Estate Tax ID (EIN) Number Obtainment Guide
Steps to Obtain your Estate Tax ID Number Online
Let's face it, dealing with the death of a loved one is never enjoyable; but with a little understanding of what you're going to need in advance, you can soften the hardships involved with settling your Estate of Deceased. The first thing you're going to need is your Estate's Tax ID (EIN) Number - which will allow you to open a bank account for your Estate. Simply follow this step-by-step guide to obtain your Estate Tax ID Number online. Start with these common definitions below and you’re on your way to obtaining the Tax ID (EIN) Number for your Estate of Deceased.
What Is an Estate of Deceased?
An Estate of Deceased consists of all the property and assets a person owns or controls. Estate property may be in the deceased person’s name, held in a partnership or through a trust. This includes a wide array of items such as real estate, life insurance, bank accounts, retirement accounts and all other monies generated upon the person’s death. Excluded from an estate is any money transferred to an irrevocable trust throughout the course of one’s life, as anything deposited in an irrevocable trust cannot be taken back.
What is an Executor vs. Administrator?
Upon a person’s death, a dedicated Executor or Administrator (usually a family member) will have to handle the distribution of the deceased’s property. If he or she left a will, they must name an “Executor” to distribute assets fairly. If there was no will at the time of death (or no Executor named in the will), an “Administrator” will be appointed by the probate court to handle these disbursements.
How to get a Tax ID Number for an Estate of Deceased:
1. Prepare Your Information – Have your personal and estate information ready prior to starting the secure Tax ID (EIN) application. For an Estate Tax ID, you will be asked for your social security number (SSN) as well as the SSN of the deceased. Know the date that the Estate was created and it’s closing month of the accounting year.
2. Name the Estate Executor or Administrator – Only the Executor or Administrator of the estate account may apply for an Estate Tax ID as it requires personal information of the named responsible party - such as full name, address, etc. This is either the Executor named in the will of the deceased or an Administrator appointed by a probate court.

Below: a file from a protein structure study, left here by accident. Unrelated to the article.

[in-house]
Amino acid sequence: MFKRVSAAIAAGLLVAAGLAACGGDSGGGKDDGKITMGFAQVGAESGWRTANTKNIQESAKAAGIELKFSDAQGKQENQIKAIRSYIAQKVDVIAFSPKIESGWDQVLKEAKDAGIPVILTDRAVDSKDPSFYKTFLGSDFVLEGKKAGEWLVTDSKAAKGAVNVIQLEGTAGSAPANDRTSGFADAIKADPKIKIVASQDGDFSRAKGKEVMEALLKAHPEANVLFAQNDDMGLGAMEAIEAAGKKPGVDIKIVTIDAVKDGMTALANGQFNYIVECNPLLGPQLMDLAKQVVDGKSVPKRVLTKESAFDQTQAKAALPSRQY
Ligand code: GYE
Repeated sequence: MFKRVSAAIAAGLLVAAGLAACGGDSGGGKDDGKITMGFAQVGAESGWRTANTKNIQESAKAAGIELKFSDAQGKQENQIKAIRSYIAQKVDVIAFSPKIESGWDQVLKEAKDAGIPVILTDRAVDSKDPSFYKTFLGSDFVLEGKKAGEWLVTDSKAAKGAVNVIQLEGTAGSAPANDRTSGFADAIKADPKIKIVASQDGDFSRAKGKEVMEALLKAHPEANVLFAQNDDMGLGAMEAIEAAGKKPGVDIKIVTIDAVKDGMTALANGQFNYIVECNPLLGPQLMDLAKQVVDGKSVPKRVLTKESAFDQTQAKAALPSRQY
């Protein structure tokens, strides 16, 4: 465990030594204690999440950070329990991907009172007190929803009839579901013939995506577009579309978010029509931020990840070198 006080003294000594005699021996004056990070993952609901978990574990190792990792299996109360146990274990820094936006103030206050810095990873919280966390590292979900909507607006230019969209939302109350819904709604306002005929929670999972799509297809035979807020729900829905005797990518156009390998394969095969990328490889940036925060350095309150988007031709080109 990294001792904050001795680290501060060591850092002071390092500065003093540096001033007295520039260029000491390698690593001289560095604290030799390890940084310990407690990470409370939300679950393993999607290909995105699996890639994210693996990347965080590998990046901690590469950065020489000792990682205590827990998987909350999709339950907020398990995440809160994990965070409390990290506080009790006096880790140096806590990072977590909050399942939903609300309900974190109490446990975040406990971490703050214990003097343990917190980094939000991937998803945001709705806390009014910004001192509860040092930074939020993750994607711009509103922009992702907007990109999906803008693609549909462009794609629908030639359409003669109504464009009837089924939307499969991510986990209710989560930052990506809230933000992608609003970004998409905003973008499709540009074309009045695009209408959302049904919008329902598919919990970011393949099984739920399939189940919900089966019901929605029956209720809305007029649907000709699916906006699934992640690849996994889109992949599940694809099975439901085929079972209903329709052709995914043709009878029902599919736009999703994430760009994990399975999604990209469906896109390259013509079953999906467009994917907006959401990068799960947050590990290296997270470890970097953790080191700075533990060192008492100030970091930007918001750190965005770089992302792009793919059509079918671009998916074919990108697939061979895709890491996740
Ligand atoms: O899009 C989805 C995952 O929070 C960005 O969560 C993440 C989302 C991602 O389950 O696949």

3. Apply for Estate Tax ID Online – You can obtain your Estate Tax ID or Federal Employer Identification Number (EIN) today by using the Online Estate EIN Application. The online application process has an average processing time of 30 minutes and is open 7:00am to 10:00pm PST. Please note, the IRS no longer provides phone support for Tax ID (EIN) applicants; if you are trying to get an EIN for your estate account after hours, there are alternative EIN obtainment services available 24/7.
4. Apply for Estate Tax ID by Mail – The IRS additionally offers a Tax ID obtainment service for Estates via traditional mail. This option typically takes 4-5 weeks, depending on IRS workload. If your application is denied due to error, you will receive a denial message. Note that denials often provide no instruction about how to fix the problem and you may have to start the Estate EIN application process over.
5. Apply for Estate Tax ID by Fax – Tax ID Number applications are accepted by fax at the IRS and typically takes up to 4 days to process faxed applications. Use caution as this method is not 100% foolproof. There is no confirmation that your fax was delivered or that anyone received it on their end.
6. Receive your Estate Tax ID (EIN) Documents – After completing the secure online Estate EIN (Tax ID) Number application, you should receive an email containing the Tax ID Number for your Estate – ready for immediate use. Additionally, be on the lookout for a traditional mail envelope containing your official Tax ID documents from the Internal Revenue Service.
To obtain your Estate Tax ID immediately, get started now!